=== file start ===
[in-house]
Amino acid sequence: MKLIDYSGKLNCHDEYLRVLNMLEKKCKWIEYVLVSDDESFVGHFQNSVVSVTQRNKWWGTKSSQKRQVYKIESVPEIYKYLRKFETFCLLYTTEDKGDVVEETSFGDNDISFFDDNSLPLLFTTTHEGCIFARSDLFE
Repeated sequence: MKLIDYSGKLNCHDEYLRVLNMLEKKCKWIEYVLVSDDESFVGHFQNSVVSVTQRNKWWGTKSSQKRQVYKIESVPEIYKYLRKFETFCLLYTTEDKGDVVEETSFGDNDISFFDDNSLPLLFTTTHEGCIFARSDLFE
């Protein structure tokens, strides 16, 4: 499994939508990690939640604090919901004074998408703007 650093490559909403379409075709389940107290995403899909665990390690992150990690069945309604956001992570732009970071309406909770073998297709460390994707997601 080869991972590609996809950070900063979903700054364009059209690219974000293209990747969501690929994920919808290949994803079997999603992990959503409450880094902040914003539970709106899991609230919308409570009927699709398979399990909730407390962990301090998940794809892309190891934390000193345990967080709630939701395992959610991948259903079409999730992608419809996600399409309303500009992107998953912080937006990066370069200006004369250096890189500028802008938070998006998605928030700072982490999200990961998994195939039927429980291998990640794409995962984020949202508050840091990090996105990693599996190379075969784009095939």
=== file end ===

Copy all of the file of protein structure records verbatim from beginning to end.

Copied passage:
[in-house]
Amino acid sequence: MKLIDYSGKLNCHDEYLRVLNMLEKKCKWIEYVLVSDDESFVGHFQNSVVSVTQRNKWWGTKSSQKRQVYKIESVPEIYKYLRKFETFCLLYTTEDKGDVVEETSFGDNDISFFDDNSLPLLFTTTHEGCIFARSDLFE
Repeated sequence: MKLIDYSGKLNCHDEYLRVLNMLEKKCKWIEYVLVSDDESFVGHFQNSVVSVTQRNKWWGTKSSQKRQVYKIESVPEIYKYLRKFETFCLLYTTEDKGDVVEETSFGDNDISFFDDNSLPLLFTTTHEGCIFARSDLFE
């Protein structure tokens, strides 16, 4: 499994939508990690939640604090919901004074998408703007 650093490559909403379409075709389940107290995403899909665990390690992150990690069945309604956001992570732009970071309406909770073998297709460390994707997601 080869991972590609996809950070900063979903700054364009059209690219974000293209990747969501690929994920919808290949994803079997999603992990959503409450880094902040914003539970709106899991609230919308409570009927699709398979399990909730407390962990301090998940794809892309190891934390000193345990967080709630939701395992959610991948259903079409999730992608419809996600399409309303500009992107998953912080937006990066370069200006004369250096890189500028802008938070998006998605928030700072982490999200990961998994195939039927429980291998990640794409995962984020949202508050840091990090996105990693599996190379075969784009095939």